Assets of a cash balance plan are deposited into a single financial account and invested by the trustee, with the assistance of the trustee’s financial advisor. Employees do NOT direct the investments of their hypothetical accounts in a cash balance plan like they often do in a 401(k) plan.
What changes have to be made to my existing 401(k) plan if my company adopts a cash balance plan?
If the employer adopts a cash balance plan to increase annual contributions for owners and other key employees and perhaps to lower contributions for other employees, amendments will be required to the 401(k) plan to reflect the new contribution levels. Under IRS guidelines, these amendments will need to be adopted before the end of the year in which the cash balance plan is adopted.
What kinds of employers are the best candidates for a cash balance plan?
The best candidate is an employer that has predictable profits who can afford to make the annual required contributions to the plan. Another characteristic is the employer whose owners or other favored employees are older than the other employees.
How do I determine if my company should establish a cash balance plan?
Simply put, have a review of your existing plan done. In order to figure out how a cash balance plan would benefit your company. If you do not presently have a plan, we can discuss how a qualified retirement plan can benefit your company.
A tax qualified retirement plan is one of the best tax shelters available to the owner of a business. Properly established and maintained, the IRS will never disallow the deduction for contributions, and all earnings will be tax deferred until distributed.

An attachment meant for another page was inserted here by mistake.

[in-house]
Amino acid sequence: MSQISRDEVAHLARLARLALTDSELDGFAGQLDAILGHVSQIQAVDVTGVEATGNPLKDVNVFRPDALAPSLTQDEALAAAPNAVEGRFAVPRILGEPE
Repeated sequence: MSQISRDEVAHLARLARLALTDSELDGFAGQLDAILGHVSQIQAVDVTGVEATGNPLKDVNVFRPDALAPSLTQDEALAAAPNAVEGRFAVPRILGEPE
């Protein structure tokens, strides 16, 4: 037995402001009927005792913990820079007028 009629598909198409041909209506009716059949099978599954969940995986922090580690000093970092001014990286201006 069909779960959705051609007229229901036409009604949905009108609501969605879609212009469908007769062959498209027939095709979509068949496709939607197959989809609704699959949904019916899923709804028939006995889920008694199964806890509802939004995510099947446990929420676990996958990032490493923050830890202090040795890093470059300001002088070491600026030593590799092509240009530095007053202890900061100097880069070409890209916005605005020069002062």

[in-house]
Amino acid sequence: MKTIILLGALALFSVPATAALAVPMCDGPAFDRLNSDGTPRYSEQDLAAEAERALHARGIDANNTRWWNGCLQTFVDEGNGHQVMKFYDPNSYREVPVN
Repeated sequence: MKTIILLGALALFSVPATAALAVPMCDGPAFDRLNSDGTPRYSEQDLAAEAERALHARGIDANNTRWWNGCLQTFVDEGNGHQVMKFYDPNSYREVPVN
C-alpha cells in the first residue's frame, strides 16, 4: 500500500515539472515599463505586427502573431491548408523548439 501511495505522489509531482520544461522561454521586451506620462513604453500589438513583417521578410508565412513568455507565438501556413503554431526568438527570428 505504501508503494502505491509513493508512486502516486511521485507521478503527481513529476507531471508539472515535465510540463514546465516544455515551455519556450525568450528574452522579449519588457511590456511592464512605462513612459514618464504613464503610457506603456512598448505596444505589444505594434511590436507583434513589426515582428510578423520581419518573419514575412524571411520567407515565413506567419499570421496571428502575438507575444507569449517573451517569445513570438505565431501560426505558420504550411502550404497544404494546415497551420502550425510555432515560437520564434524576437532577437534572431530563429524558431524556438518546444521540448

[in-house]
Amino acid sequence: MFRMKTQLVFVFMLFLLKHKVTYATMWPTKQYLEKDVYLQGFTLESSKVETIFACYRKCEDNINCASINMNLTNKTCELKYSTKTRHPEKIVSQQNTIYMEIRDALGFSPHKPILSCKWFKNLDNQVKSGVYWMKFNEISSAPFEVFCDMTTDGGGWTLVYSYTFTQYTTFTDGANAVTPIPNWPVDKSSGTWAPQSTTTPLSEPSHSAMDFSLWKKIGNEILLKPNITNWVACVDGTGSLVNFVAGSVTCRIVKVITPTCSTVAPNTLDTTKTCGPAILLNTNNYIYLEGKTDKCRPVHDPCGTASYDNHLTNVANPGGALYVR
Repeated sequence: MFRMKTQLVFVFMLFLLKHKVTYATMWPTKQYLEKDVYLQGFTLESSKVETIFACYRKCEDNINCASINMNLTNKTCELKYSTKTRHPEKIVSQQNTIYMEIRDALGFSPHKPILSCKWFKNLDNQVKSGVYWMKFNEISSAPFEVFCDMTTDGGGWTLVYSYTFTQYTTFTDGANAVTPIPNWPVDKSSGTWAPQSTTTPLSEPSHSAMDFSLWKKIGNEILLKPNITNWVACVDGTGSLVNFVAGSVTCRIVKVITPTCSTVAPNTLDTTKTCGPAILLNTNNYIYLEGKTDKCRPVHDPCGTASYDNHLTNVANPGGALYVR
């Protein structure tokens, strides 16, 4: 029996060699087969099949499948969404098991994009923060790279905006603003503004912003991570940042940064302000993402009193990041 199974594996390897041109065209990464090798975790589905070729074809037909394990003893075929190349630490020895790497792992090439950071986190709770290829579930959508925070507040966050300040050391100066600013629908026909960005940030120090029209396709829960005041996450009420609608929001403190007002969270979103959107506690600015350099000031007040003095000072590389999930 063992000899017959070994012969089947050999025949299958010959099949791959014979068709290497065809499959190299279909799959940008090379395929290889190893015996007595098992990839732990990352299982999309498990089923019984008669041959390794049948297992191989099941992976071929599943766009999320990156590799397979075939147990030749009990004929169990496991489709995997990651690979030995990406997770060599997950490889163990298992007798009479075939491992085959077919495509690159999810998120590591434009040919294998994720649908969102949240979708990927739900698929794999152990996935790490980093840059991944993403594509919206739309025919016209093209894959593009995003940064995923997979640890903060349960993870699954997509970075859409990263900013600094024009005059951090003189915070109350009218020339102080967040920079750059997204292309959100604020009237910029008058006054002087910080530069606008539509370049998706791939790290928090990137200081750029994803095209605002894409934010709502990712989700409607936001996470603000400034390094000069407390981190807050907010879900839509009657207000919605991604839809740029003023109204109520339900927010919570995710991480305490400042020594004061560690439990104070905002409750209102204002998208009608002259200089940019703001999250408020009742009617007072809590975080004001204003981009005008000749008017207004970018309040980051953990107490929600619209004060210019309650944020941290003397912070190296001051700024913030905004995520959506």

Cash balance plans work best when they supplement existing 401k/profit sharing / simple IRA/SEP. In fact, 96% of all cash balance plans exist with another qualified plan—a plan like a 401k/profit sharing plan/simple IRA/SEP.
Cash balance plans allow professionals and small business owners to compress 20 years of retirement savings into 10 years and generate additional tax savings that are substantial.
Thank you reading. If you feel other professionals would benefit from this article, please pass along.
Author: Scott Krase, Founder and President, www.CrossPointWealth.com
Many thanks to Lee Jennings, of the Dana Consulting Group for his knowledge and contributions to this article as well. www.danaconsulting.com
Investment advisory services offered through RCM Wealth Advisors, LLC, an SEC Registered Investment Adviser. SEC registration does not imply any level of skill or training.
This material is intended for internal educational purposes only and is not meant for general distribution. The information in this publication is general in nature and subject to change. RCM Wealth Advisors do not provide legal and tax advice. Applicable laws and regulations are complex and subject to change.